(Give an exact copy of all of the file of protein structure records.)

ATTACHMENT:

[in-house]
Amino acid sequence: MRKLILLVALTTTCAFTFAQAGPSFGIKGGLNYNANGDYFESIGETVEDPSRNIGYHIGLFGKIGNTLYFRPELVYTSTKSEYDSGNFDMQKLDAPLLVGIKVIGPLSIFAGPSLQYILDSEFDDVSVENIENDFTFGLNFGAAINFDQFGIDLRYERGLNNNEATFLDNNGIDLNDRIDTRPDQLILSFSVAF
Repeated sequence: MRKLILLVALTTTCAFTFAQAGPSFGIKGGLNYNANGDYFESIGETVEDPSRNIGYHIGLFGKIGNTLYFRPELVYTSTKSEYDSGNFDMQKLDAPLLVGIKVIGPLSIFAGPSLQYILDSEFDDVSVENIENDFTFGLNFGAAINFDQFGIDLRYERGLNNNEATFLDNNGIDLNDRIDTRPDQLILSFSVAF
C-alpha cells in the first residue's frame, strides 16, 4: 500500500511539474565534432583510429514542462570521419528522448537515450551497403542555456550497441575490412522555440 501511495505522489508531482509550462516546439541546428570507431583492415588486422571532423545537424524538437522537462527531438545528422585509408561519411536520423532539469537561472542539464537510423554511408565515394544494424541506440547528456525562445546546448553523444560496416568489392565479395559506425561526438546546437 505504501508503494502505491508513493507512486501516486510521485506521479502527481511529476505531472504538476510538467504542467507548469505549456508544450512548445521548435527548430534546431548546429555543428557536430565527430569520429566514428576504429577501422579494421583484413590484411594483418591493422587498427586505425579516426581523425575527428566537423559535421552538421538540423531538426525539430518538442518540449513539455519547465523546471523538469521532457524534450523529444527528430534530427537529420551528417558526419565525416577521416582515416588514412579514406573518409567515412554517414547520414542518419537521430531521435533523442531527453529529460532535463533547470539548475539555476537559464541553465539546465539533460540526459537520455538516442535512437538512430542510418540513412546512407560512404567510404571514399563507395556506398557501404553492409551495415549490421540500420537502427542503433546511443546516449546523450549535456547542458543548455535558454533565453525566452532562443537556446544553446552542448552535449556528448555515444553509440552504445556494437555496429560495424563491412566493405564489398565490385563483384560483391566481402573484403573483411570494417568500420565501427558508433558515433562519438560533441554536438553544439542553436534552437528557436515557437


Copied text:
[in-house]
Amino acid sequence: MRKLILLVALTTTCAFTFAQAGPSFGIKGGLNYNANGDYFESIGETVEDPSRNIGYHIGLFGKIGNTLYFRPELVYTSTKSEYDSGNFDMQKLDAPLLVGIKVIGPLSIFAGPSLQYILDSEFDDVSVENIENDFTFGLNFGAAINFDQFGIDLRYERGLNNNEATFLDNNGIDLNDRIDTRPDQLILSFSVAF
Repeated sequence: MRKLILLVALTTTCAFTFAQAGPSFGIKGGLNYNANGDYFESIGETVEDPSRNIGYHIGLFGKIGNTLYFRPELVYTSTKSEYDSGNFDMQKLDAPLLVGIKVIGPLSIFAGPSLQYILDSEFDDVSVENIENDFTFGLNFGAAINFDQFGIDLRYERGLNNNEATFLDNNGIDLNDRIDTRPDQLILSFSVAF
C-alpha cells in the first residue's frame, strides 16, 4: 500500500511539474565534432583510429514542462570521419528522448537515450551497403542555456550497441575490412522555440 501511495505522489508531482509550462516546439541546428570507431583492415588486422571532423545537424524538437522537462527531438545528422585509408561519411536520423532539469537561472542539464537510423554511408565515394544494424541506440547528456525562445546546448553523444560496416568489392565479395559506425561526438546546437 505504501508503494502505491508513493507512486501516486510521485506521479502527481511529476505531472504538476510538467504542467507548469505549456508544450512548445521548435527548430534546431548546429555543428557536430565527430569520429566514428576504429577501422579494421583484413590484411594483418591493422587498427586505425579516426581523425575527428566537423559535421552538421538540423531538426525539430518538442518540449513539455519547465523546471523538469521532457524534450523529444527528430534530427537529420551528417558526419565525416577521416582515416588514412579514406573518409567515412554517414547520414542518419537521430531521435533523442531527453529529460532535463533547470539548475539555476537559464541553465539546465539533460540526459537520455538516442535512437538512430542510418540513412546512407560512404567510404571514399563507395556506398557501404553492409551495415549490421540500420537502427542503433546511443546516449546523450549535456547542458543548455535558454533565453525566452532562443537556446544553446552542448552535449556528448555515444553509440552504445556494437555496429560495424563491412566493405564489398565490385563483384560483391566481402573484403573483411570494417568500420565501427558508433558515433562519438560533441554536438553544439542553436534552437528557436515557437